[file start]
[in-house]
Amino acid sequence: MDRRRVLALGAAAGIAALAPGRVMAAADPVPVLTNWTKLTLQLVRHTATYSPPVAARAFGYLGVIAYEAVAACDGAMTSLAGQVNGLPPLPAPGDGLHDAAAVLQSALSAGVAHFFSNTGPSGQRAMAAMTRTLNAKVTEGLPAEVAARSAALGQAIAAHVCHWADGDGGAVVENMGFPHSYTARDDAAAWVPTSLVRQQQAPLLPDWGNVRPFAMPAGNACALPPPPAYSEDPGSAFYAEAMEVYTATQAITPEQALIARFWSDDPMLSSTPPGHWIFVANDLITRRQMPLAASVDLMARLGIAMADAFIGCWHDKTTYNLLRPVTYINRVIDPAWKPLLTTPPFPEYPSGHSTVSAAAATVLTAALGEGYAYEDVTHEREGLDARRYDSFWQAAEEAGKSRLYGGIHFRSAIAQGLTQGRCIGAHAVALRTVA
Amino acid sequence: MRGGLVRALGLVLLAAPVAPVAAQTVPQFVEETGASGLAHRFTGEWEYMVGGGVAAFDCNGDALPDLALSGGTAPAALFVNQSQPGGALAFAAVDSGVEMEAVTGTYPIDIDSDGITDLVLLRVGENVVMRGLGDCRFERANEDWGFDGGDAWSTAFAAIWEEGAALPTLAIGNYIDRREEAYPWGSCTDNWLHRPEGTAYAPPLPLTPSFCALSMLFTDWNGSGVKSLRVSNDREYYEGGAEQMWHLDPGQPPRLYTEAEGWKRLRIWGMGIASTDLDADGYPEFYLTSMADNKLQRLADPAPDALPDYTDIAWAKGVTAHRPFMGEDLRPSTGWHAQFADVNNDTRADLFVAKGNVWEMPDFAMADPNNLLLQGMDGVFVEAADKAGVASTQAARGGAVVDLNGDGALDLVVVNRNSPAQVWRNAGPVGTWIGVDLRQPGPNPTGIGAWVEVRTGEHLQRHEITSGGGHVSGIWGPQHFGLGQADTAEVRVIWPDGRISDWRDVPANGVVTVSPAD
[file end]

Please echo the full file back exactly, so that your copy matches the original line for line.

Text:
[in-house]
Amino acid sequence: MDRRRVLALGAAAGIAALAPGRVMAAADPVPVLTNWTKLTLQLVRHTATYSPPVAARAFGYLGVIAYEAVAACDGAMTSLAGQVNGLPPLPAPGDGLHDAAAVLQSALSAGVAHFFSNTGPSGQRAMAAMTRTLNAKVTEGLPAEVAARSAALGQAIAAHVCHWADGDGGAVVENMGFPHSYTARDDAAAWVPTSLVRQQQAPLLPDWGNVRPFAMPAGNACALPPPPAYSEDPGSAFYAEAMEVYTATQAITPEQALIARFWSDDPMLSSTPPGHWIFVANDLITRRQMPLAASVDLMARLGIAMADAFIGCWHDKTTYNLLRPVTYINRVIDPAWKPLLTTPPFPEYPSGHSTVSAAAATVLTAALGEGYAYEDVTHEREGLDARRYDSFWQAAEEAGKSRLYGGIHFRSAIAQGLTQGRCIGAHAVALRTVA
Amino acid sequence: MRGGLVRALGLVLLAAPVAPVAAQTVPQFVEETGASGLAHRFTGEWEYMVGGGVAAFDCNGDALPDLALSGGTAPAALFVNQSQPGGALAFAAVDSGVEMEAVTGTYPIDIDSDGITDLVLLRVGENVVMRGLGDCRFERANEDWGFDGGDAWSTAFAAIWEEGAALPTLAIGNYIDRREEAYPWGSCTDNWLHRPEGTAYAPPLPLTPSFCALSMLFTDWNGSGVKSLRVSNDREYYEGGAEQMWHLDPGQPPRLYTEAEGWKRLRIWGMGIASTDLDADGYPEFYLTSMADNKLQRLADPAPDALPDYTDIAWAKGVTAHRPFMGEDLRPSTGWHAQFADVNNDTRADLFVAKGNVWEMPDFAMADPNNLLLQGMDGVFVEAADKAGVASTQAARGGAVVDLNGDGALDLVVVNRNSPAQVWRNAGPVGTWIGVDLRQPGPNPTGIGAWVEVRTGEHLQRHEITSGGGHVSGIWGPQHFGLGQADTAEVRVIWPDGRISDWRDVPANGVVTVSPAD